"Sammy, you could barely sit up when I got down there. And I figured you didn't know." Well, until his little slip. This: being just the two of them, the shift in their relationship to Sam sometimes taking the lead now, it sometimes made Dean say more than he used to, and he wasn't sure yet if that was a good thing or not.
"It was close." Statement of fact, steady voiced.
Dean looked away, chewed his lip for a beat. "Yeah. It was close."
A whole song went by before Sam spoke again, although for the life of him, Dean couldn't have said which song or even which album it was. "I'm sorry I dragged you into this."
Dean gave him an exasperated look. "You see me kicking and screaming? You didn't drag me into anything, Sam."
Sam shook his head as he stared stubbornly straight ahead, out the windshield. "It's just…if something happened to you…"
"Don't talk like that," Dean cut him off. "Nothing's gonna happen to me, all right? And nothing's gonna happen to you, either," he added pointedly. "Not from the outside, and no way from the inside. You hear me?"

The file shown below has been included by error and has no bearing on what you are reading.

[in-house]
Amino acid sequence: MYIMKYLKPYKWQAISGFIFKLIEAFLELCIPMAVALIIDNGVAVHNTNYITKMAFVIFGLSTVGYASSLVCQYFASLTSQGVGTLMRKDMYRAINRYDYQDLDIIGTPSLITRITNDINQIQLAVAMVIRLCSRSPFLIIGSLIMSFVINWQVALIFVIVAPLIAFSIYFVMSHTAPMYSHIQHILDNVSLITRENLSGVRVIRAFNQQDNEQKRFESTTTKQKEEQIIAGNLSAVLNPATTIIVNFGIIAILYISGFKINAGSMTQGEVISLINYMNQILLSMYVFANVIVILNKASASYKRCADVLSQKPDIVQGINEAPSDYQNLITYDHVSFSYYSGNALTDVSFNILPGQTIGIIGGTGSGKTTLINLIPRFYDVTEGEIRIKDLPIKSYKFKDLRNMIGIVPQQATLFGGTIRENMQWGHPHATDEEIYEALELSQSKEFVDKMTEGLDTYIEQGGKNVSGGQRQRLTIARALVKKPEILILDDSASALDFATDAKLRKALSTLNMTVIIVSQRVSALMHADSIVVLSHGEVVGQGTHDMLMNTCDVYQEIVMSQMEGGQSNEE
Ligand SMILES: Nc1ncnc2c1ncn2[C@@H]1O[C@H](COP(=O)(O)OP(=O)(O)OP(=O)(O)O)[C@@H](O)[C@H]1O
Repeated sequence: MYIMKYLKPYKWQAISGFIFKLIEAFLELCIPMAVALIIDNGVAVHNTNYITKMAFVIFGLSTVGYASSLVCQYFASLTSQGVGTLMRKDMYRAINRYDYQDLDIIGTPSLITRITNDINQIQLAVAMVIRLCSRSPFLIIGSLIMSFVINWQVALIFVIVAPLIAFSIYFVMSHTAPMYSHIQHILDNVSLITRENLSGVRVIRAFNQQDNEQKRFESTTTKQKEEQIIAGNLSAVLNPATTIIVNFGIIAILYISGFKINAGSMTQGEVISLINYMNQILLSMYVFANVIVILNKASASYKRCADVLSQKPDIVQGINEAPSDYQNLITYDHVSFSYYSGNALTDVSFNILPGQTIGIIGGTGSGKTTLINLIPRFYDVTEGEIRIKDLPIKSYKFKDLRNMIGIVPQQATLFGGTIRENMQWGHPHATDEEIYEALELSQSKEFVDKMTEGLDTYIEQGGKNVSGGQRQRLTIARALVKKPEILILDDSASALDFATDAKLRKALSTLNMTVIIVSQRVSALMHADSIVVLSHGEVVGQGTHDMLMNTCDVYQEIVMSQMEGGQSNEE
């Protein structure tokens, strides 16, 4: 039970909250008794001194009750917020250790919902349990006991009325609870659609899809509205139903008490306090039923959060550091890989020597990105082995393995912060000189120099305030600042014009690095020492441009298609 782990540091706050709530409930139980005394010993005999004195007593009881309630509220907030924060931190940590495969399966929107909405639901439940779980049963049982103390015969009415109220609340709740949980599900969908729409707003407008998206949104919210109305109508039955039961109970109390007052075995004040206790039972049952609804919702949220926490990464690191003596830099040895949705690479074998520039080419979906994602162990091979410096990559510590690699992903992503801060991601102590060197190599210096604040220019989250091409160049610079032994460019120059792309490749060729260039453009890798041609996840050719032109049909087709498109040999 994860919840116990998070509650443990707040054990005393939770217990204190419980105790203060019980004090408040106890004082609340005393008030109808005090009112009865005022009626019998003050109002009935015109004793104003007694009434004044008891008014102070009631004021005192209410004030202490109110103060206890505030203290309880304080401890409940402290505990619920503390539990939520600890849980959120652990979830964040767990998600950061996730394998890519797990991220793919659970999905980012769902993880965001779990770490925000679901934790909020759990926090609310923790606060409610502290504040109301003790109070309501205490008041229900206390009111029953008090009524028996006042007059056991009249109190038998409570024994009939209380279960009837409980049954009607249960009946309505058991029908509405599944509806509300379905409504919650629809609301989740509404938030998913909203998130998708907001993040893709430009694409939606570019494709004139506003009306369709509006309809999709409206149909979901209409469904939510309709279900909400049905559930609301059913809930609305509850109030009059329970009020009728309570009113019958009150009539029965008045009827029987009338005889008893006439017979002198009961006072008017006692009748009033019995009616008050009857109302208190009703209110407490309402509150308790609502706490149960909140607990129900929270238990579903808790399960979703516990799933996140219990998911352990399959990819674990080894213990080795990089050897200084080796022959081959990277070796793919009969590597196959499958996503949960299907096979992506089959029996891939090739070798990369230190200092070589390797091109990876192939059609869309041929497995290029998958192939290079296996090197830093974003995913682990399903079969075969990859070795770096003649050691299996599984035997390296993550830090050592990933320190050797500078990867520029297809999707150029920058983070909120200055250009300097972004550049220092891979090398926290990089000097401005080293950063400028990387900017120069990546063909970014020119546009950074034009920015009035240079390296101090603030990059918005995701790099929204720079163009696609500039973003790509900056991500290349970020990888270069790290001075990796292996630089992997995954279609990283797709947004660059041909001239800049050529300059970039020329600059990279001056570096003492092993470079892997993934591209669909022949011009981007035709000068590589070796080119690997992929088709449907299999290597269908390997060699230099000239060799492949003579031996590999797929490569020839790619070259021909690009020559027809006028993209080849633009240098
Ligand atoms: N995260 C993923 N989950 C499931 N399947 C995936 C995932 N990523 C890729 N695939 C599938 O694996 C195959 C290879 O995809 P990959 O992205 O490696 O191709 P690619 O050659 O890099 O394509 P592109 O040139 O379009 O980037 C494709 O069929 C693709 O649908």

"Yeah." Sam shot him a sidelong glance. "I'm just glad you're all right, man."
"Geez, Sam…" Dean muttered. But an hour before, Sam had been freaking over maybe being evil incarnate. Now, his attention was all on Dean, and there was a glow of grateful concern in his eyes that made Dean both squirm and feel good. As much as he didn't like being fussed over, if that was what it took to distract Sam, so be it. He knew what his brother was feeling, very well. "Fine. Whatever. Same here." Dean glared at Sam. "Especially after the way you were waving that cast around. You know we're gonna have to stop at a hospital again—dude, are you trying to break that hand again?"
Sam rolled his eyes. "Right. Next time I'll just break the window with my good hand."
"And this is like, what, the second time in two weeks you let a girl take you down?"
"She was mind-controlled,Dean," Sam threw Dean's defense back at him incredulously.
"I'm just saying, I'm seeing a pattern here, Sammy…" And he really did.
Sam had always come first for him, before everything.
It was kind of nice to know it went both ways.